Independent journalists, including E. Ann Clark, James Corbett, Rachel Aviv, and Democracy Now!, document how Big Agriculture giants Monsanto and Syngenta have attempted to silence the findings and destroy the reputations of scientists whose research shows that the companies’ herbicides pose serious threats to human health.
In September 2012, Dr. Gilles-Éric Séralini published research findings in the peer-reviewed Journal of Food and Chemical Toxicology. These findings showed the toxic impact of Monsanto’s herbicide and genetically modified corn—including adverse health effects on rats. However, after publication, the journal made the unprecedented decision to retract the study.
Journal editor Dr. A. Wallace Hayes admitted that none of the established criteria for retracting a study applied to the Séralini paper. However, as Clark and Corbett reported, a new connection between the journal and Monsanto might account for the retraction, as well as another retraction of a similar study from Brazil that demonstrated the toxic effects on mice of an insecticide that forms the basis of the Bt GMO crops. After these papers were published, the Journal of Food and Chemical Toxicology created a new position: the associate editor for biotechnology. The journal then selected Richard E. Goodman, from the University of Nebraska, to fill the position and preside over such retractions. As it turns out, Goodman worked in regulatory sciences for Monsanto from 1997 to 2004.
Neither the journal’s retraction of Séralini’s research nor its implications were covered by corporate media, reflecting a trend in which science critical of GMOs is sidelined and dismissed by the special interests promoting them.
Monsanto is not alone in trying to silence its critics. As Rachel Aviv of the New Yorker and Amy Goodman of Democracy Now! reported, after fifteen years of research, Tyrone Hayes, University of California–Berkeley professor of integrative biology, determined that Syngenta’s herbicide atrazine causes sexual abnormalities in frogs and could cause the same problems for humans. The company now known as Syngenta hired Hayes to research atrazine in 1997. But when his findings ran contrary to their interests, they refused to allow him to publish and instead worked to discredit him. He left Syngenta in 2001, but continued to research the harmful effects of atrazine on the endocrine system.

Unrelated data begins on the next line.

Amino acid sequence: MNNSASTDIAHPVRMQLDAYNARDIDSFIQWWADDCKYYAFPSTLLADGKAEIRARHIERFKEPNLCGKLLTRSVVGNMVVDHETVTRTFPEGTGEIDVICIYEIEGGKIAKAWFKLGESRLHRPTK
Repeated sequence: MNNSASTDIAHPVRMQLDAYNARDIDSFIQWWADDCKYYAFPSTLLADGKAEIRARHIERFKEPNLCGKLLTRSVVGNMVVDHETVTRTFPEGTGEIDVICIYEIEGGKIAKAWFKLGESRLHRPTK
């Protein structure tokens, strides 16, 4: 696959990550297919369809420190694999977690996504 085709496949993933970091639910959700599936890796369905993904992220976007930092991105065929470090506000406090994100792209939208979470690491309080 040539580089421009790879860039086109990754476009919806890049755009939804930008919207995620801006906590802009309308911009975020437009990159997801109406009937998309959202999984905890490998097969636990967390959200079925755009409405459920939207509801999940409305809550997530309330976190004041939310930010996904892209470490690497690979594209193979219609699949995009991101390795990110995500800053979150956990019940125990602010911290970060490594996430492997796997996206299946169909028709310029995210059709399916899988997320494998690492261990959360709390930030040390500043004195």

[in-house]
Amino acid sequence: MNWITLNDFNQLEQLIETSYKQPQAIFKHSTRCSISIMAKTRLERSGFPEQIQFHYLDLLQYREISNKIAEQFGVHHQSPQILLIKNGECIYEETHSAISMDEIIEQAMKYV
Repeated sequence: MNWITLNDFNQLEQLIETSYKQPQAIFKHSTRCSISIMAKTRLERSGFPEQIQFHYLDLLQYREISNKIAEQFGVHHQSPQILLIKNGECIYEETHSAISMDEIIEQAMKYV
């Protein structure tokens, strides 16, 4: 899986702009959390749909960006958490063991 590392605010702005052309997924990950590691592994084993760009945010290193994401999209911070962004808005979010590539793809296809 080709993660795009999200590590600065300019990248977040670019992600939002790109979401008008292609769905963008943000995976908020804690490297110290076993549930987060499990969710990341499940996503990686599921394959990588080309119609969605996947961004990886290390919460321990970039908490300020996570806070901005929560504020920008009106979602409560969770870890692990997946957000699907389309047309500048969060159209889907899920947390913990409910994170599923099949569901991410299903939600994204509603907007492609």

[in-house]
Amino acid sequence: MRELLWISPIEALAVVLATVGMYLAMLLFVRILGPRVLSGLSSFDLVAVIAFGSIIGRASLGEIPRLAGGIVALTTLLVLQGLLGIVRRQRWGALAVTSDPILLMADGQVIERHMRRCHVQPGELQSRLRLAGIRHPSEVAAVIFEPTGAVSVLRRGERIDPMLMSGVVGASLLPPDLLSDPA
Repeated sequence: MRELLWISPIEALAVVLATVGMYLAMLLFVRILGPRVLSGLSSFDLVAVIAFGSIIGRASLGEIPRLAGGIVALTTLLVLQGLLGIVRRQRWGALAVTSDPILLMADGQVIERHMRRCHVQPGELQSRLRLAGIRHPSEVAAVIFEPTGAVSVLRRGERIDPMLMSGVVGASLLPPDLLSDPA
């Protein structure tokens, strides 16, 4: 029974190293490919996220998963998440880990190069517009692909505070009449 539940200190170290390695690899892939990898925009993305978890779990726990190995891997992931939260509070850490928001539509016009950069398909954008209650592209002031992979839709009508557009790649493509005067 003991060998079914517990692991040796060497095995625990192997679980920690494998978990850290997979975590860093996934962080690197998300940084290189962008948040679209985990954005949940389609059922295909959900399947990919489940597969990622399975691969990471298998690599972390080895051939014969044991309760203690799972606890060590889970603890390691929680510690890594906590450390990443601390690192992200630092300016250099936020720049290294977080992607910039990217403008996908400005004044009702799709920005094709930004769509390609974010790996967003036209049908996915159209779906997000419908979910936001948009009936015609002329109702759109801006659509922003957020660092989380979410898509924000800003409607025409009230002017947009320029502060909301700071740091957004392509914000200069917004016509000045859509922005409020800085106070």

Court documents from a class action lawsuit against Syngenta show how the company sought to smear Hayes’s reputation and to prevent the Environmental Protection Agency from banning the profitable chemical, which is already banned by the European Union. The company’s public relations team drafted a list of four goals. Reporter Rachel Aviv wrote, “The first was ‘discredit Hayes.’ In a spiral-bound notebook, Syngenta’s communications manager, Sherry Ford, who referred to Hayes by his initials, wrote that the company could ‘prevent citing of TH data by revealing him as noncredible.’ He was a frequent topic of conversation at company meetings. Syngenta looked for ways to ‘exploit Hayes’ faults/problems.’ ‘If TH involved in scandal, enviros will drop him,’ Ford wrote.”
Despite its documented threats to environmental health and public health, atrazine remains on the market.
E. Ann Clark, “Orwellian Airbrushing of Scientific Record,” GMWatch, November 30, 2013, http://gmwatch.org/index.php/news/archive/2013/15192-orwellian-airbrushing-ofscientific-record.
James Corbett, “Genetic Fallacy: How Monsanto Silences Scientific Dissent,” Corbett Report, December 3, 2013, http://www.corbettreport.com/genetic-fallacy-how-monsanto-silences-scientific-dissent.
Rachel Aviv, “A Valuable Reputation,” New Yorker, February 10, 2014, http://www.newyorker.com/reporting/2014/02/10/140210fa_fact_aviv.
“Silencing the Scientist: Tyrone Hayes on Being Targeted by Herbicide Firm Syngenta,” Democracy Now!, February 21, 2014, http://www.democracynow.org/2014/2/21/silencing_the_scientist_tyrone_hayes_on.
Student Researcher: Katelyn Parks (San Francisco State University)
Faculty Evaluator: Kenn Burrows (San Francisco State University)